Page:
What is gastroparesis?
Gastroparesis is a disease of the stomach. The stomach is, in reality, much like the heart, in that it pulses at regular intervals to push its contents outward. Like the heart, the stomach has a part called a pacemaker which sends an electrcal wave across the stomach, causing the muscles to contract, grinding food and pushing it into the duodenum (the first portion of the small intestine).
Gastroparesis occurs when the vagus nerve in the stomach becomes damaged. This impairs the ability of the stomach to expel food into the intestines. This causes bloating and nausea. People with gastroparesis will feel full after small meals, and often vomit after them as well.
What causes gastroparesis?
This disease can happen because of multiple causes. Gastroparesis is often caused by Type I or Type II Diabetes. High blood sugar levels over long durations of time can cause changes in how the nervous system functions, damaging the vagus nerve. Brain disorders, such as Parkinson's or a stroke can also be the cause. Previous stomach surguries, anorexia, bulemia, problems of the adrenal and thyroid glands, and trycyclic antidepressants have also been known to result in gastroparesis. In 40 to 60 percent of the cases, the cause of this disease is not known.
How do you diagnose gastroparesis?
There are several ways to diagnose gastroparesis. An upper GI x-ray series involves the patient drinking liquid barium and taking a series of x-rays to measure how much has left the stomach. This test often comes out negative because barium, being a liquid, pours down to the bottom of the stomach and into the intestines without the aid of the stomach's rhymthmic contrations. Endoscopies are often preformed to differentiate between gastroparesis and a stomach blockage. In extreme cases, gastroparesis can be diagnosed this way, because after a long fast, food is still found in the stomach. A newer test is called the electrogastrogram (EGG). This test is similar to the EKG on the heart, by measuring the electrical waves coming off the pacemaker of the stomach.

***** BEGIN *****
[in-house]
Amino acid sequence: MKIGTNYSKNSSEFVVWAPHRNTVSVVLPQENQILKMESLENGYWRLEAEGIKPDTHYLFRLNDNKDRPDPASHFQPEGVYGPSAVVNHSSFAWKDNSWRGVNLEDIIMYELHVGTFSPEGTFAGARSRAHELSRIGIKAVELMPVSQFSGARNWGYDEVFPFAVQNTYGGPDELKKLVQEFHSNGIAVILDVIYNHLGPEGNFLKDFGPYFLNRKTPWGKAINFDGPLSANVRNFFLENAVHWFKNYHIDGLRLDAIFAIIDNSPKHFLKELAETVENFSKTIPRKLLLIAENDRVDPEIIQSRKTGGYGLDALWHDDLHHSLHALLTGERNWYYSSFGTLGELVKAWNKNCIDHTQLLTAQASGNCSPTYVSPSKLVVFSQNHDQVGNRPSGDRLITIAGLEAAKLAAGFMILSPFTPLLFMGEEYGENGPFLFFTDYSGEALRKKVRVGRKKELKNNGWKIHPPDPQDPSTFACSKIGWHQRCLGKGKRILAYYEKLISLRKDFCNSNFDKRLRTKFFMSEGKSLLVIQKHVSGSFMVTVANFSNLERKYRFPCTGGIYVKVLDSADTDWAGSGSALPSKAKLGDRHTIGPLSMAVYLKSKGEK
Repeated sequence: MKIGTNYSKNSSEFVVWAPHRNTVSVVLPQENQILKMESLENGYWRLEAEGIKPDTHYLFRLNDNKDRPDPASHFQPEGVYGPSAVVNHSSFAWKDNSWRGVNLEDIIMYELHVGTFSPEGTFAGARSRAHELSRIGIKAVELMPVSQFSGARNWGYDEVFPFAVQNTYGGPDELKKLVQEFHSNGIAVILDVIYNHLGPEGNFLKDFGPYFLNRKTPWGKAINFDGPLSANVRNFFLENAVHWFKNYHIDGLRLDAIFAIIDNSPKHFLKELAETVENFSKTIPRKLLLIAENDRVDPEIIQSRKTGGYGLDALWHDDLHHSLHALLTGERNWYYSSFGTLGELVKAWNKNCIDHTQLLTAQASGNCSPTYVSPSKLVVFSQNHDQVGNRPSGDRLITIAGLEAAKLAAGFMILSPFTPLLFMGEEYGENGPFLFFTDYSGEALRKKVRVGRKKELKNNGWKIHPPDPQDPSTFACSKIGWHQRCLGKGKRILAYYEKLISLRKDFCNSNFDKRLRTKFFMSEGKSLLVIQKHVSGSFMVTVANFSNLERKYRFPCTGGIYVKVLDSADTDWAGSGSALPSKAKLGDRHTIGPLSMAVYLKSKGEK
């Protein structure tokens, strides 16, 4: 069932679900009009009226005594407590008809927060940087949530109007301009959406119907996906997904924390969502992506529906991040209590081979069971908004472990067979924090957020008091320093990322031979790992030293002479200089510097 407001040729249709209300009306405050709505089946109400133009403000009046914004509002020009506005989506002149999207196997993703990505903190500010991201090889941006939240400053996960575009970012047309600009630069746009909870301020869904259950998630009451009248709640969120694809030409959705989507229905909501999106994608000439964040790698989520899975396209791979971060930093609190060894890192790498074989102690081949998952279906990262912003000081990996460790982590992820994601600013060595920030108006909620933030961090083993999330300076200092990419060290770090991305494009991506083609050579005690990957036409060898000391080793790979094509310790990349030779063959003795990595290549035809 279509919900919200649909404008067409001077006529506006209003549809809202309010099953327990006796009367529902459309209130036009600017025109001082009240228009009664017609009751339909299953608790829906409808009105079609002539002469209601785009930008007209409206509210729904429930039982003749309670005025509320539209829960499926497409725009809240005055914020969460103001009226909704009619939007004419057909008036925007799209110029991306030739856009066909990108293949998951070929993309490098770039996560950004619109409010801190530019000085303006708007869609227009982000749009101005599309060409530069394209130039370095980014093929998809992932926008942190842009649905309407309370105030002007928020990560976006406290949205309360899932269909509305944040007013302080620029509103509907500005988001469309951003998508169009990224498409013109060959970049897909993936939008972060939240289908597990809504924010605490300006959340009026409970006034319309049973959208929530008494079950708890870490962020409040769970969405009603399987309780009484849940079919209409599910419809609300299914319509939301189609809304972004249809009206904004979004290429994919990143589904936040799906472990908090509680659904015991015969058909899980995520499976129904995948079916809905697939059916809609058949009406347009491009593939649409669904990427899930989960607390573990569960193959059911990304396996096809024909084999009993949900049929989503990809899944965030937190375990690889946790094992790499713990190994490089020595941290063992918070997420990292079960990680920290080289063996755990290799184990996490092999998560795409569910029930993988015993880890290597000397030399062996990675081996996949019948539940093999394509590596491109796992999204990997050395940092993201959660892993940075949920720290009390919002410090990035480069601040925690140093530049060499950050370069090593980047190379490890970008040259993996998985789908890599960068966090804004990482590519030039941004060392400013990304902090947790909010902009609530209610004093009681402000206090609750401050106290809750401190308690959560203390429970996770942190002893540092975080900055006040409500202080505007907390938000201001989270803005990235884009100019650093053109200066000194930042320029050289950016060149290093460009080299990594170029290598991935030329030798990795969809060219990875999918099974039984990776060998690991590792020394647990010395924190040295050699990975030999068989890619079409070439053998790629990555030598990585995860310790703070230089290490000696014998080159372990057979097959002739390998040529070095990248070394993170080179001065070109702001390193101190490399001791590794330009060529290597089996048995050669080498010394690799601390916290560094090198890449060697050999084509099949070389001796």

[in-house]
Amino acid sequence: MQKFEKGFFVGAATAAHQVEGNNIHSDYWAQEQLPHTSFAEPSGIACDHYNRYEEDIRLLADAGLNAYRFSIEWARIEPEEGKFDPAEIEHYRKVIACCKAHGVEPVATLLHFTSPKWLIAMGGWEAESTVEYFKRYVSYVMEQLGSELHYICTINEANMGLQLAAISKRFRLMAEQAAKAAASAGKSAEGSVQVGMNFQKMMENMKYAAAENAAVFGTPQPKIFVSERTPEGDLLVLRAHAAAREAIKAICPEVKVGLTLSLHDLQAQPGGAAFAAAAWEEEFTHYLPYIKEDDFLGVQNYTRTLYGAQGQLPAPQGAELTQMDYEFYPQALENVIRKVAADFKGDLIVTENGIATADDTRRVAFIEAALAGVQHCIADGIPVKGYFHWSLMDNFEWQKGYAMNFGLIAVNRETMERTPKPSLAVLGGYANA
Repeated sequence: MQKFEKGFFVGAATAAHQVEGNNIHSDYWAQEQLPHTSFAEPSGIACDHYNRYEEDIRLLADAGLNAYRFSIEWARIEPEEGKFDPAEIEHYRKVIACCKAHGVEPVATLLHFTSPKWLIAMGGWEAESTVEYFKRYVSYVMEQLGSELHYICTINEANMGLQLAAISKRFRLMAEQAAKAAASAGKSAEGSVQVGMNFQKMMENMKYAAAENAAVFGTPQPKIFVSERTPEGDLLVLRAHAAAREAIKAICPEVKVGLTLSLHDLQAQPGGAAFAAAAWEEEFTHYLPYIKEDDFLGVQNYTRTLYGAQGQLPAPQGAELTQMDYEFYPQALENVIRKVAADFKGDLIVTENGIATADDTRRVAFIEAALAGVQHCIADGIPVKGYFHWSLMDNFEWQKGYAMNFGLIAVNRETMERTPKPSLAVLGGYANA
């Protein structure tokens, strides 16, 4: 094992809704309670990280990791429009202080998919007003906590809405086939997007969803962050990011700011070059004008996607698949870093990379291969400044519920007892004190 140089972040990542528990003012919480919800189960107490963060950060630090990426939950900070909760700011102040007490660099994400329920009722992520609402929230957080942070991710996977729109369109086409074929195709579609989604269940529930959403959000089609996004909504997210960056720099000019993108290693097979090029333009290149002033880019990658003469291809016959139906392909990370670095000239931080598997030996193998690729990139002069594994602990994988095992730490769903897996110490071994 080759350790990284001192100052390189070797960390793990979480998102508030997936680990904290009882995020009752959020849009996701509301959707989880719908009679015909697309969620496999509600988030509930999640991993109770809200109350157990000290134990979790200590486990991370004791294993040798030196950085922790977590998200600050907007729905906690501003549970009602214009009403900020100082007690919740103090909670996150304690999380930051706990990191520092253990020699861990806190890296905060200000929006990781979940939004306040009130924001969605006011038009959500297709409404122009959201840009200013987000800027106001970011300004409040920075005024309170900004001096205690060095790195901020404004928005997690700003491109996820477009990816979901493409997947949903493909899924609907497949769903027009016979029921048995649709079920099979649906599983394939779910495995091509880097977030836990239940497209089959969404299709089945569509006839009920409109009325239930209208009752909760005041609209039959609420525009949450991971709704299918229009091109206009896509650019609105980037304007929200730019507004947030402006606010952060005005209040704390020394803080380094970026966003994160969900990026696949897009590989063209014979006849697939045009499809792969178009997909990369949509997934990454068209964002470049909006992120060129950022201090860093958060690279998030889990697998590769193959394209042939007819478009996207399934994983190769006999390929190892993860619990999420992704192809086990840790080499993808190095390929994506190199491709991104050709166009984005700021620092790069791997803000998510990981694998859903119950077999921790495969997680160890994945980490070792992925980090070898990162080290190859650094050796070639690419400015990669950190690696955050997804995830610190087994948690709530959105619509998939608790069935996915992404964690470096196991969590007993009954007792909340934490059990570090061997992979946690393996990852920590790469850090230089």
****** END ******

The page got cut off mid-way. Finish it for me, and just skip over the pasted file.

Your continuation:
The most common test for gastroparesis is the gastric emptying scan. In this test, a patient eats a food, such as scrambled eggs, mixed with a radioactive marker. The stomach is then scanned every half hour for around four hours to check the placement of the food. The stomach in a healthy person should expel half its contents in 90 minutes.
How is gastroparesis treated?
Gastroparesis can usually be controlled with a combination of diet and medications. If there is an underlying problem causing the gastroparesis, it should be treated first.
In general the diet for people with gastroparesis quite different than a normal person's. Many fruits and vegetables, which are high in fiber and stay in the stomach long, are to be avoided. Foods high in fats and oils should be avoided as well. Frequent small meals are better for the gastroparesis sufferer than three large meals a day.
There are many medications that can treat the disease. Reglan (Metoclopramide) is common but can cause nervous side effects. Motilin (Domperidone) does the same thing as Reglan, but without the side effects. Unfortunately, although it is available in Canada and Europe, it is not available in the United States. Propulsid (Cisapride) can improve the function of the stomach but it can cause heart problems. Surgury is not considered helpful for this condition.
What are the complications of gastroparesis?
Gastroparesis can cause problems for sufferers of diabetes, because the delay in digesting food makes it more difficult to effect blood sugar levels. If food stays too long in the stomach it can harden into masses called bezoars. Although rare, bezoars can cause nausea, abdominal pain, and stomach obstructions.